braggadocious

braggadocious

(ˌbræɡəˈdəʊʃəs)
adj
informal US boastful
[C20: from braggadocio]
References in periodicals archive ?
It was Ali's redemption and the day he crossed over from braggadocious youth into a genuine global sensation.
Elba told a national newspaper: "My work sounds like a verse by some braggadocious rapper: 'I kicked it with Beyonc, then I kicked it with Charlize Theron and Ridley Scott and Denzel [Washington].
Aggro" is aggression or assault, and you prob'ly know "cheeky" means lippy, flippant or braggadocious.
Who will impress the streets with her quick-witted rhymes and braggadocious swagger?
Is he the braggadocious movie star who declaimed loudly in 2003 that he's so rich he'd never need campaign donations, or is he the unctuous politician who sets records for taking contributions?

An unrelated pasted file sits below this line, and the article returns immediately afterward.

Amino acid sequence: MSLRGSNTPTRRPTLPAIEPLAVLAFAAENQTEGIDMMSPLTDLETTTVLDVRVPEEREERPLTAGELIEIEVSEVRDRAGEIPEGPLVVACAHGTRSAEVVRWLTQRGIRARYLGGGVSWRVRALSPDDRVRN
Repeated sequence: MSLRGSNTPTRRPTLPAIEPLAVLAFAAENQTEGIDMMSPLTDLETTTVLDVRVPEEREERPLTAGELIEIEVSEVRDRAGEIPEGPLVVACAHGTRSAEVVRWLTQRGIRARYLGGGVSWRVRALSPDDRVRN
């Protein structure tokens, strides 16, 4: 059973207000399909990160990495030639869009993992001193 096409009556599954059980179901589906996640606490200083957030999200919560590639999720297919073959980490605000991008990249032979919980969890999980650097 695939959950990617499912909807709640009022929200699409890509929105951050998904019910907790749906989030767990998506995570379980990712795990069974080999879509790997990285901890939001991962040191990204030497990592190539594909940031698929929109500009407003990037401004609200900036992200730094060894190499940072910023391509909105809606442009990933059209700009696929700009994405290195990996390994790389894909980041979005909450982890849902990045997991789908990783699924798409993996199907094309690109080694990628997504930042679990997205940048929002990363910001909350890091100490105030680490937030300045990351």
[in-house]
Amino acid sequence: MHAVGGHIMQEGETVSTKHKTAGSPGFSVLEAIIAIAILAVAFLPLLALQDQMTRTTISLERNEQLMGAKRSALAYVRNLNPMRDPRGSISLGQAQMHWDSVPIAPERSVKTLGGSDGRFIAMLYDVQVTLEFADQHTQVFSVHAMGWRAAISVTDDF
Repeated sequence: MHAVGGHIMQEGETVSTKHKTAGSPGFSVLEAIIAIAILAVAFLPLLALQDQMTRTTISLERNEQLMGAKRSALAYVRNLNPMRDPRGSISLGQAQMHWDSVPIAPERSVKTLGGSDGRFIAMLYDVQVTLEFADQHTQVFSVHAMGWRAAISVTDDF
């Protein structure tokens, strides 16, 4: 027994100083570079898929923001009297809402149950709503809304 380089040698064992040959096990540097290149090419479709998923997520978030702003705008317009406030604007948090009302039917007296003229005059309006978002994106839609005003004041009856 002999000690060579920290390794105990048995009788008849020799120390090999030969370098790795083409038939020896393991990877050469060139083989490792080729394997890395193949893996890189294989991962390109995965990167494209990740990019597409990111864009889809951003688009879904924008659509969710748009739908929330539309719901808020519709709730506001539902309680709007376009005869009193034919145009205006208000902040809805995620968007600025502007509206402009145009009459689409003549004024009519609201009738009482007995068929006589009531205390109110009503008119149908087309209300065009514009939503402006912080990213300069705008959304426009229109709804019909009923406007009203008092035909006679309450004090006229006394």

Americans like him have a habit of being loud and braggadocious," Eastman said.
I don't want to seem braggadocious, but people keep telling me it's the most famous house in the country, after the White House.
The new Pool boss (pictured above) is a braggadocious Scot with a nice line in inspirational talk, but when matters turned to budget the words of chief executive Russ Green were instructive.
His next test will come as he reacts to a lawsuit by the California Nurses Association, filed as it tries to kick back at the bumptious, braggadocious governor.
Yet the day belonged to the Tampa Bay defense, a braggadocious bunch that backed up every bit of its ego.
Especially welcome are such early-'70s disco forerunners as the Jackson 5's Motown-meets-Munich synth-funk hit, ``Dancing Machine,'' and ``Get Dancin','' a braggadocious, quasi-rapping party tune from the unfortunately named Disco-Tex & his Sex-O-Lettes.